Introducing the Art of Inference

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SWBAT read a series of vignettes from The House on Mango Street and make inferences about certain characters by focusing on key passages.

Big Idea

Laughing with all your teeth: Teaching students to read what is not written.

Introducing Inference

15 minutes

The next development in my students' journey towards becoming better readers, having been introduced to the practice of identifying voice, tone, and mood, is to explore the art of making evidence-based inferences.  This is a practice that addresses the Common Core shift towards requiring students to develop text-based answers.

I begin this lesson with the Inference Graphic Organizer, which provides a definition of the concept, as well as an example scenario.  We read this as a whole class and discuss what can be inferred by the scenario. I point out to my students that they really make inferences all the time, and use the example of knowing when it is a good time to ask their parents for permission for something, or for money, and when it is not a good time to ask.  Most of the time, I tell them, your parents are not wearing a sign that says "I'm in a bad mood," but you can infer what mood they are in by working with the evidence they provide.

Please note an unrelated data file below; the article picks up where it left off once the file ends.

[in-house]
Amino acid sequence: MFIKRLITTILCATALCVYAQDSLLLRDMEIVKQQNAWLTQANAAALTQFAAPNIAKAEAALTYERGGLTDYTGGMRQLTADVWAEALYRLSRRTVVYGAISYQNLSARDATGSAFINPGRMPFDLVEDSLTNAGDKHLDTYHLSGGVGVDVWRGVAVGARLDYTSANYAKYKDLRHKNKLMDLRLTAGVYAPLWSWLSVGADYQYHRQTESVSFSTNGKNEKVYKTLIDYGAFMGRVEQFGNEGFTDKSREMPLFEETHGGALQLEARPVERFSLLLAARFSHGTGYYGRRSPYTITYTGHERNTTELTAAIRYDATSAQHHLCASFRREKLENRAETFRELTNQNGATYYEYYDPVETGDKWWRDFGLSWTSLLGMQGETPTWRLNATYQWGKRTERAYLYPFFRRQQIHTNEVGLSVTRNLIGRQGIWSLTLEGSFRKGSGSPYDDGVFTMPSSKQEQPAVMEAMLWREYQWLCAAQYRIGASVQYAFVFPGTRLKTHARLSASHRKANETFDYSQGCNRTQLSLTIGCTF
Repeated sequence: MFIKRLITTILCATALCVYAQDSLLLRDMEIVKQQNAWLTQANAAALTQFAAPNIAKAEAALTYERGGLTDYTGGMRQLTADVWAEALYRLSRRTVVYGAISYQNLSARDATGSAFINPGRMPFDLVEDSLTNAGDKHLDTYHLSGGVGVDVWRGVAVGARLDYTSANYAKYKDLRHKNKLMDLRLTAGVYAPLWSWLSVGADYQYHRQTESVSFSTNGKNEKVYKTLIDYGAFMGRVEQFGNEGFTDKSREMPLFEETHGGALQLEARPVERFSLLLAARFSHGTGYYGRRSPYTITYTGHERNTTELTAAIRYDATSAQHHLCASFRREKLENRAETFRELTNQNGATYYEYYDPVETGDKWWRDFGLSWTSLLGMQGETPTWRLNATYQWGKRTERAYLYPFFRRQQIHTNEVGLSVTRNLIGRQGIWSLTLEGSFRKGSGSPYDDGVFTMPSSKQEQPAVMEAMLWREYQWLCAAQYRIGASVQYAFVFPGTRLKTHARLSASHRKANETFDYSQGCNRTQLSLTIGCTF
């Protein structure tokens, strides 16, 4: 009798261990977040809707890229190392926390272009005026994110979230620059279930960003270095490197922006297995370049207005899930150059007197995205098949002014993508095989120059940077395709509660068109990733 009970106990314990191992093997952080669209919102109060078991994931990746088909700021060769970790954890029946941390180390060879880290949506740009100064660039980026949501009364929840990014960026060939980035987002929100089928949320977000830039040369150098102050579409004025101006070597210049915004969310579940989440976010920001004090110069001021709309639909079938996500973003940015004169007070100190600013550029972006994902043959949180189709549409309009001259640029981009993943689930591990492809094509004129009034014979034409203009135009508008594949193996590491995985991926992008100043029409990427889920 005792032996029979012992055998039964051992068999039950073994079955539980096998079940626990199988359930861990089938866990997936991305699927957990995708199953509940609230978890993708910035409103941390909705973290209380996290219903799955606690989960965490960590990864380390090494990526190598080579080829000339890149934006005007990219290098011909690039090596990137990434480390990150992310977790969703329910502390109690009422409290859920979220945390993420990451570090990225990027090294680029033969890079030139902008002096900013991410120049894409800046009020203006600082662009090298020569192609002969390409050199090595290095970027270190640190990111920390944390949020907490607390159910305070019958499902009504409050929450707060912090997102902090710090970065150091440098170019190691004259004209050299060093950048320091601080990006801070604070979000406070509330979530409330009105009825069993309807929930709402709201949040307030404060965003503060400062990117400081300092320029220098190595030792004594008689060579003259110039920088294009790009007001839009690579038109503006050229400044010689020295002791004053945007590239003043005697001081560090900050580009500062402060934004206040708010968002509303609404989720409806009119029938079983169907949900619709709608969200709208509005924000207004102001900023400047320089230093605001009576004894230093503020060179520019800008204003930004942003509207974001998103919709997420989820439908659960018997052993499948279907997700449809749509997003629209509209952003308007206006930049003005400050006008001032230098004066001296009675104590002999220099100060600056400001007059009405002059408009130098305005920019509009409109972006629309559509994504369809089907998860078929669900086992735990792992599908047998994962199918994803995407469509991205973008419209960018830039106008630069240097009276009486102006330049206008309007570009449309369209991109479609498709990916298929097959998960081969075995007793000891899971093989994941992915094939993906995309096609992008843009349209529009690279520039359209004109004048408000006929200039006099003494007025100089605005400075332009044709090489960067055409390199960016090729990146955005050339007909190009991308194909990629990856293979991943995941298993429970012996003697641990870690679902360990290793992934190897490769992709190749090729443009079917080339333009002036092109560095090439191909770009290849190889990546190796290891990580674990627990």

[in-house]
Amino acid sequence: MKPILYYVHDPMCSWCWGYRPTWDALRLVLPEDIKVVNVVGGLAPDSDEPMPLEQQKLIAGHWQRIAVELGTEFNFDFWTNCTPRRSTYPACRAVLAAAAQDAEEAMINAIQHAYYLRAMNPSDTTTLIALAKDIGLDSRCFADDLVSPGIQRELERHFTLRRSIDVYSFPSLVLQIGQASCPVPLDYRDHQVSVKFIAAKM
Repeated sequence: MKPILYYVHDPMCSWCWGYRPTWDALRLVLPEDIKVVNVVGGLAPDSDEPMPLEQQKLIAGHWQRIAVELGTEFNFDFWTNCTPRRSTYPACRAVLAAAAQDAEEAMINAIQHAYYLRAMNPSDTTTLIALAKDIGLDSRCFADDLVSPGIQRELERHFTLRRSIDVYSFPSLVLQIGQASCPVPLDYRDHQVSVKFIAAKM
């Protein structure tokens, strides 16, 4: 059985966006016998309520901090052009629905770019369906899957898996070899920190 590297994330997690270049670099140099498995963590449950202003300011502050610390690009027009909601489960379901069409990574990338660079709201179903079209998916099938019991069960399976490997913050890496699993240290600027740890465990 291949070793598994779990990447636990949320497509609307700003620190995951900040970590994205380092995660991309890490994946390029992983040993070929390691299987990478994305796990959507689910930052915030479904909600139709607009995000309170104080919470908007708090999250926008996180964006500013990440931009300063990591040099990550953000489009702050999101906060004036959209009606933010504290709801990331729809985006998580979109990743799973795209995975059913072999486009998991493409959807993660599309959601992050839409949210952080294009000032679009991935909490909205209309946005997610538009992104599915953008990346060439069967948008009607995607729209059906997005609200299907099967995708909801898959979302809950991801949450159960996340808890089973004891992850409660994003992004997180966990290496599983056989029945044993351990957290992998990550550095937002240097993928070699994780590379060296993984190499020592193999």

Additionally, we add the words inference, implicit, and explicit to the week's vocabulary list.

Making Inferences With The House on Mango Street

55 minutes

From the introduction of inference, we move to applying the practice of making inferences to passages I have selected from vignettes 5-7 of The House on Mango Street.  We read each vignette as a whole class, with students volunteering to read aloud, and then I ask them to make inferences about the characters listed on the graphic organizer, based on the passages I have included (Student Inference Chart).  

By approaching inference-making as a whole class first, it provides an opportunity for students to share their inferences under my guidance, allowing me to steer them, if necessary, towards sound inferences or away from potential misinterpretations.  

During the last ten minutes, I have students copy the Inference Chart for homework and explain to them that they will be reading the next four vignettes on their own (#s 8-11) and selecting their own passages that they believe allow them to make accurate inferences about the characters listed on the chart (anticipating confusion, I do explain that "Louie's girl cousin" and "Marin" are the same character, and that they will be completing two entries for her, each from separate vignettes).